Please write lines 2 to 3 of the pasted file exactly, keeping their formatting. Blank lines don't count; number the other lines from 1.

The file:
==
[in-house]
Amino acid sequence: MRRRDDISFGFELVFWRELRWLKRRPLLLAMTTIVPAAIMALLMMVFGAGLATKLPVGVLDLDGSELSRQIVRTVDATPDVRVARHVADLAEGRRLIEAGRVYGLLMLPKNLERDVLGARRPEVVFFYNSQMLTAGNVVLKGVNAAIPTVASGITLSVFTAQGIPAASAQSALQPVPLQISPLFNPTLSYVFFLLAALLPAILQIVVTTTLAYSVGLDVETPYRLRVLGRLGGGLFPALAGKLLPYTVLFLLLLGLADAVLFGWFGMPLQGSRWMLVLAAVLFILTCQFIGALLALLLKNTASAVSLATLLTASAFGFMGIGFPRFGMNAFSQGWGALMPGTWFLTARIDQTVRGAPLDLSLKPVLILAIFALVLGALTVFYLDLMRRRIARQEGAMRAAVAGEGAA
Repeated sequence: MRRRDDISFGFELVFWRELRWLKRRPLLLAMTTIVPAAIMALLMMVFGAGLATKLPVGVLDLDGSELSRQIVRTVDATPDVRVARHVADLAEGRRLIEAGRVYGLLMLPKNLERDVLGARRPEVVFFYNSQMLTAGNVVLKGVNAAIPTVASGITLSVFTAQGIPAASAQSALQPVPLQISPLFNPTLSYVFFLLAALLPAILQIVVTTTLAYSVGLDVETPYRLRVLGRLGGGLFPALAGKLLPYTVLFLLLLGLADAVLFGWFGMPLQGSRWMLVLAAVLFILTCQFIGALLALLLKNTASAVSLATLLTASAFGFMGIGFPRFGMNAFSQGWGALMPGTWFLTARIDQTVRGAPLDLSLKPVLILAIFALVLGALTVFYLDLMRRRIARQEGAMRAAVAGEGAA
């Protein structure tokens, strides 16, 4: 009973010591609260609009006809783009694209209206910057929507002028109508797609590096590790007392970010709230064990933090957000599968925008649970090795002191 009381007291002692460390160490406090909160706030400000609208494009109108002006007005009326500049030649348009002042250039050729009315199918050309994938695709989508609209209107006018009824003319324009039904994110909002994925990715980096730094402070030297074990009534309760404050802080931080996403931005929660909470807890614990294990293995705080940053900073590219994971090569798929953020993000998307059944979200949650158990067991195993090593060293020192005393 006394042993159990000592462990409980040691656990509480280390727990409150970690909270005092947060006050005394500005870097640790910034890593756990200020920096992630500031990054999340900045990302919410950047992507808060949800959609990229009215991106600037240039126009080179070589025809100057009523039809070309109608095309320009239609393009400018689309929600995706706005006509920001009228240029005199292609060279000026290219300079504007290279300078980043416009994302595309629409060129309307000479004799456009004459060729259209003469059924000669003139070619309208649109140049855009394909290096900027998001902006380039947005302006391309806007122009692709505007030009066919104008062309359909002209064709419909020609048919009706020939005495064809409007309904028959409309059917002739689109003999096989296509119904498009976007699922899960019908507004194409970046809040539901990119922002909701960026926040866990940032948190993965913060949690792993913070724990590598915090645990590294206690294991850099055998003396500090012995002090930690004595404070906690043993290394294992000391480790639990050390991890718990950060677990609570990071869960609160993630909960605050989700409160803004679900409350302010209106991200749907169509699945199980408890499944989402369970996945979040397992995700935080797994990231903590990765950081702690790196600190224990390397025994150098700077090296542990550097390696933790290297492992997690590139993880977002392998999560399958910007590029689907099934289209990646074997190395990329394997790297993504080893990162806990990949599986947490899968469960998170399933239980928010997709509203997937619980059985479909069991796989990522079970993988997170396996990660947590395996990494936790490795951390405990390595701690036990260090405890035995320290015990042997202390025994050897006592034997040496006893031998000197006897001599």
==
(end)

Amino acid sequence: MRRRDDISFGFELVFWRELRWLKRRPLLLAMTTIVPAAIMALLMMVFGAGLATKLPVGVLDLDGSELSRQIVRTVDATPDVRVARHVADLAEGRRLIEAGRVYGLLMLPKNLERDVLGARRPEVVFFYNSQMLTAGNVVLKGVNAAIPTVASGITLSVFTAQGIPAASAQSALQPVPLQISPLFNPTLSYVFFLLAALLPAILQIVVTTTLAYSVGLDVETPYRLRVLGRLGGGLFPALAGKLLPYTVLFLLLLGLADAVLFGWFGMPLQGSRWMLVLAAVLFILTCQFIGALLALLLKNTASAVSLATLLTASAFGFMGIGFPRFGMNAFSQGWGALMPGTWFLTARIDQTVRGAPLDLSLKPVLILAIFALVLGALTVFYLDLMRRRIARQEGAMRAAVAGEGAA
Repeated sequence: MRRRDDISFGFELVFWRELRWLKRRPLLLAMTTIVPAAIMALLMMVFGAGLATKLPVGVLDLDGSELSRQIVRTVDATPDVRVARHVADLAEGRRLIEAGRVYGLLMLPKNLERDVLGARRPEVVFFYNSQMLTAGNVVLKGVNAAIPTVASGITLSVFTAQGIPAASAQSALQPVPLQISPLFNPTLSYVFFLLAALLPAILQIVVTTTLAYSVGLDVETPYRLRVLGRLGGGLFPALAGKLLPYTVLFLLLLGLADAVLFGWFGMPLQGSRWMLVLAAVLFILTCQFIGALLALLLKNTASAVSLATLLTASAFGFMGIGFPRFGMNAFSQGWGALMPGTWFLTARIDQTVRGAPLDLSLKPVLILAIFALVLGALTVFYLDLMRRRIARQEGAMRAAVAGEGAA